In September, Facebook exempted politician's content from community standards. KDNK's Lucas Turner spoke with LaShawn Warren from the Leadership Conference on Civil and Human Rights to find out more..
WARREN: "Facebook has community standards which basically outline what is and is not acceptable on it's platform. Unnacceptable content ranges from fraud and deception to hate-speech, bullying and harrassment. All of the users of Facebook have to abide by these community standards, but over the last couple of weeks Facebook announced an automatic exemption for speech of politicians from its community standards"
Facebook has what is called a "Newsworthiness Exemption" for content. This means if someone makes a statement or shares a post that breaks community standards, Facebook will still allow it on the platform if they believe the public interest in seeing the content outweighs the risk of harm.
In September, Facebook announced that all speech from politicians is automatically deemed newsworthy, essentially giving those politicians a free pass to violate community standards on the platform.
Nick Clegg, Facebook’s VP of Global Affairs and Communications states that facebook does not believe refereeing political speech is an approproate role for the platform to play...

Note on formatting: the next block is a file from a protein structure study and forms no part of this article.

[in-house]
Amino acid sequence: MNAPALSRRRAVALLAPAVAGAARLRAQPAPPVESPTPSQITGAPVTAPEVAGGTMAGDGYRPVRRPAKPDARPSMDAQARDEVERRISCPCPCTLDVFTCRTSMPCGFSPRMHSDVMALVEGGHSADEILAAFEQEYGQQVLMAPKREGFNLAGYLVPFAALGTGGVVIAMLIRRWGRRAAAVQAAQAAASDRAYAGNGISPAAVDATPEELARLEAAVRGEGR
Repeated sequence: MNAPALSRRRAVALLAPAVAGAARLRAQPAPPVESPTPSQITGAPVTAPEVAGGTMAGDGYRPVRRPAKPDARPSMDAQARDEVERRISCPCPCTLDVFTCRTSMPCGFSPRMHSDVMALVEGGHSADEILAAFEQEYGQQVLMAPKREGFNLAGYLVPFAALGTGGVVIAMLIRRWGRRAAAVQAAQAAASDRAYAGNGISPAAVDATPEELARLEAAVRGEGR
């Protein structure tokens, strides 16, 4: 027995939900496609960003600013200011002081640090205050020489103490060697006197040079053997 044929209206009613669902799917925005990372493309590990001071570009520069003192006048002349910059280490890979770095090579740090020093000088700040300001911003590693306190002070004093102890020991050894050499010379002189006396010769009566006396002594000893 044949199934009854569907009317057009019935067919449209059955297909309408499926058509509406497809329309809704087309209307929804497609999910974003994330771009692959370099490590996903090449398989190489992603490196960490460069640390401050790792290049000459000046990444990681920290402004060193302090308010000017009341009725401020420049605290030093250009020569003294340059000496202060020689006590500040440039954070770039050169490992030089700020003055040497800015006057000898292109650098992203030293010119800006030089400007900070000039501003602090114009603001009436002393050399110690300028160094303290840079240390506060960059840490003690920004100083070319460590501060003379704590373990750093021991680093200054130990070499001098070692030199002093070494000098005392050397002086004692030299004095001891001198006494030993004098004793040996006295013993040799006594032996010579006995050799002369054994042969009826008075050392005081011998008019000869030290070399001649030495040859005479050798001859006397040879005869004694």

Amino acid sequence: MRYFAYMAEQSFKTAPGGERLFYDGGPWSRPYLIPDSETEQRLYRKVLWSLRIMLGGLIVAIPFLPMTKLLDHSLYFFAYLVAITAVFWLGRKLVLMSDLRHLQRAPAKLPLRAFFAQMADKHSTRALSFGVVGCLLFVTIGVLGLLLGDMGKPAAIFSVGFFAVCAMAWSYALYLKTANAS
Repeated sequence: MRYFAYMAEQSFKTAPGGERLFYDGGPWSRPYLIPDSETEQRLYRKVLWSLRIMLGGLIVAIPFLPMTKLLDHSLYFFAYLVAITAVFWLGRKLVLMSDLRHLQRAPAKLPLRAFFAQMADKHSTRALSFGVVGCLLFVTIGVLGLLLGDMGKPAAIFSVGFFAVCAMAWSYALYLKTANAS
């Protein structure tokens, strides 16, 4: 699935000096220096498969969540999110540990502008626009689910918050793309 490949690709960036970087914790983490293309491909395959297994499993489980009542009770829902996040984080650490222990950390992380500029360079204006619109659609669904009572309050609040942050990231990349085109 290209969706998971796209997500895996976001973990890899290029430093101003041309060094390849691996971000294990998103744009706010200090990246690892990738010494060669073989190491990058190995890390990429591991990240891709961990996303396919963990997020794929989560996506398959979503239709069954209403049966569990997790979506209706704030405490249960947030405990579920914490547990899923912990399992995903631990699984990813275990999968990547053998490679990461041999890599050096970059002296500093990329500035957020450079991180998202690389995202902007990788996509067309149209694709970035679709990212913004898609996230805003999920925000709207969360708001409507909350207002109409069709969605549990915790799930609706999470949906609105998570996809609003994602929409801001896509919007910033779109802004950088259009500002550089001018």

But LaShawn Warren says during elections, politicians can use facebook and other social media platforms to spread disinformation and engage in voter supression tactics.
WARREN: "They could certainly say 'Well, we believe that all polling places should be moved to a police precinct.' That has happened in the south and it has had a chilling effect particularly on communities of color. They can also say that police officers should be stationed outside of polling places to prevent voter fraud. We know that a police presence particularly in communities of color has a devastating impact."
LaShawn makes the argument that politicians statements can depress voter turnout, even if the statements being made by the politician are not actually true.
In most cases when it comes to election related content, facebook employs a third-party fact checking program. But the newsworthiness exemption for politicians means their content does not get fact checked.
WARREN: "The content that they put up, it is not fact-checked. It is completely removed from the guidelines that everyone else's content has to abide by."
The Leadership Conference for Civil and Human Rights wants facebook to rescind the policy that gives politicians an automatic newsworthiness exemption. But facebook argues that policing political speech would make them an active political participant, and therefore violate free speech principles. A statement from facebook in September says they do not want to prevent politicians speech from reaching its audience and being subject to public debate and scrutiny..